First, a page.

Compared to the resilient soldiers, the soldiers who developed PTSD were much more likely to have suffered emotional problems and traumatic events prior to deployment. Childhood experiences of violence, especially punishment severe enough to cause bruises, cuts, burns, and broken bones actually predicted the onset of PTSD in these soldiers. Those who showed symptoms of PTSD were more likely to have witnessed family violence, and to have experienced physical attacks, stalking or death threats by a spouse. They were also more likely to have past experiences that they could not, or would not, talk about. And they were less educated than the resilient soldiers.

According to Berntsen and colleages, all of these factors together suggest that army life - despite the fact that it involved combat – offered more in the way of social support and life satisfaction than these particular soldiers had at home. The mental health benefits of being valued and experiencing camaraderie thus diminished when the soldiers had to return to civilian life.

The findings challenge the notion that exposure to combat and other war atrocities is the main cause of PTSD.

"We were surprised that stressful experiences during childhood seemed to play such a central role in discriminating the resilient versus non-resilient groups," says Berntsen. "These results should make psychologists question prevailing assumptions about PTSD and its development."

Full abstract:

Peace and War

Trajectories of Posttraumatic Stress Disorder Symptoms Before, During, and After Military Deployment in Afghanistan

  1. David C. Rubin1,4
+ Author Affiliations
  1. 1Center on Autobiographical Memory Research, Department of Psychology and Behavioral Sciences, Aarhus University
  2. 2Department of Military Psychology, Royal Danish Defense College
  3. 3Veteran Center, Danish Defense, Ringsted, Denmark
  4. 4Department of Psychology & Neuroscience, Duke University
  1. Dorthe Berntsen, Department of Psychology and Behavioral Sciences, Center on Autobiographical Memory Research, Aarhus University, Nobelparken, Jens Chr. Skousvej 4, 8000 Aarhus C, Denmark E-mail: dorthe@psy.au.dk

Abstract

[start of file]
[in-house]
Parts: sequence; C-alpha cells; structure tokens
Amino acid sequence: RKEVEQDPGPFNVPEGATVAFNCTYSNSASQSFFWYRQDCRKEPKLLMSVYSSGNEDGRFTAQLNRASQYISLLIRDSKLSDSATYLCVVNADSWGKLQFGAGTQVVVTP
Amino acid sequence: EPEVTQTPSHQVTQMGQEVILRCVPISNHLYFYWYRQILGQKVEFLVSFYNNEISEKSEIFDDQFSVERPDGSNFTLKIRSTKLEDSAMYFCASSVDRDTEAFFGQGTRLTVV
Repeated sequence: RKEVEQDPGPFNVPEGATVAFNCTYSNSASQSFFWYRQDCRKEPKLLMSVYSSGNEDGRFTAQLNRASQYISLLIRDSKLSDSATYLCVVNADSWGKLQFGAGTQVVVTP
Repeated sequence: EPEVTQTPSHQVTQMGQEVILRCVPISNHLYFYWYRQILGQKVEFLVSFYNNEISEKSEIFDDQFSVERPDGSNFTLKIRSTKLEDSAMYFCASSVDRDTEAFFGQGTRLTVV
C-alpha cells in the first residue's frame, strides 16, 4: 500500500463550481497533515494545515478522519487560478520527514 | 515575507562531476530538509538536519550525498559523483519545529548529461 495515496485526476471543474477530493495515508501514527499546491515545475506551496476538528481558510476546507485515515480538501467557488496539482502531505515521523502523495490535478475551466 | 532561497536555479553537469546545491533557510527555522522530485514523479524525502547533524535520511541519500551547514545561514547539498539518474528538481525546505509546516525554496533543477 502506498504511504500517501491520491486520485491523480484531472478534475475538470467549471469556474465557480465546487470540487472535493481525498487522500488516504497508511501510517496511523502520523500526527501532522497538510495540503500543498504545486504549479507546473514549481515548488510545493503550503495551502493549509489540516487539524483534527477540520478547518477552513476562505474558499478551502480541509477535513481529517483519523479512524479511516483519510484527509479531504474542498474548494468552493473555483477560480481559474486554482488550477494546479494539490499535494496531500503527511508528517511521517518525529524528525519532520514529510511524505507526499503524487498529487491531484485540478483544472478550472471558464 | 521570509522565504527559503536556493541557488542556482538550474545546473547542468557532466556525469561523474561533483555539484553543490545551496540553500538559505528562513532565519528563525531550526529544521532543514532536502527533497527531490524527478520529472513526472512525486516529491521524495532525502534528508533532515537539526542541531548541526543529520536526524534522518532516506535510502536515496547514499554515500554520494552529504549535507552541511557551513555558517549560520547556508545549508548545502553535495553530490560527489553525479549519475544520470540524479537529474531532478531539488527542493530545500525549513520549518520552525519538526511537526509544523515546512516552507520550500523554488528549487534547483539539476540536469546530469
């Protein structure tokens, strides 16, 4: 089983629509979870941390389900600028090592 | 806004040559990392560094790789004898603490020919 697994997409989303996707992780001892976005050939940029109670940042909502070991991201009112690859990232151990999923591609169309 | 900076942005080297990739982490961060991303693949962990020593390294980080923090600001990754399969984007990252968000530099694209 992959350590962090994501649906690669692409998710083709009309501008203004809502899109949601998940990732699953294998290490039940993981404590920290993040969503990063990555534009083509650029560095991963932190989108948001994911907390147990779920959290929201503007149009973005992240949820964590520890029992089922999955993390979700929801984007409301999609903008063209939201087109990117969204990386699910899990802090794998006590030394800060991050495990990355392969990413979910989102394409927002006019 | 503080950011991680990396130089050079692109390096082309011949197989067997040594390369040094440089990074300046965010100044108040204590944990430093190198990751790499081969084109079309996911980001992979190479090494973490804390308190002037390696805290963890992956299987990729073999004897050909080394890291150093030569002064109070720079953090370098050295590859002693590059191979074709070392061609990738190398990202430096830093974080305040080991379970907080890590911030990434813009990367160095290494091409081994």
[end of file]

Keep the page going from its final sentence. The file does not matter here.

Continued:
In the study reported here, we examined posttraumatic stress disorder (PTSD) symptoms in 746 Danish soldiers measured on five occasions before, during, and after deployment to Afghanistan. Using latent class growth analysis, we identified six trajectories of change in PTSD symptoms. Two resilient trajectories had low levels across all five times, and a new-onset trajectory started low and showed a marked increase of PTSD symptoms. Three temporary-benefit trajectories, not previously described in the literature, showed decreases in PTSD symptoms during (or immediately after) deployment, followed by increases after return from deployment. Predeployment emotional problems and predeployment traumas, especially childhood adversities, were predictors for inclusion in the nonresilient trajectories, whereas deployment-related stress was not. These findings challenge standard views of PTSD in two ways. First, they show that factors other than immediately preceding stressors are critical for PTSD development, with childhood adversities being central. Second, they demonstrate that the development of PTSD symptoms shows heterogeneity, which indicates the need for multiple measurements to understand PTSD and identify people in need of treatment.
Citation:
Berntsen, D., Johannessen, KB, Thomsen, YD, Bertelsen, M, Hoyle, RH, and Rubin, DC. (2012, Nov 5). Peace and War: Trajectories of Posttraumatic Stress Disorder Symptoms Before, During, and After Military Deployment in Afghanistan. Psychological Science, Epub ahead of publication.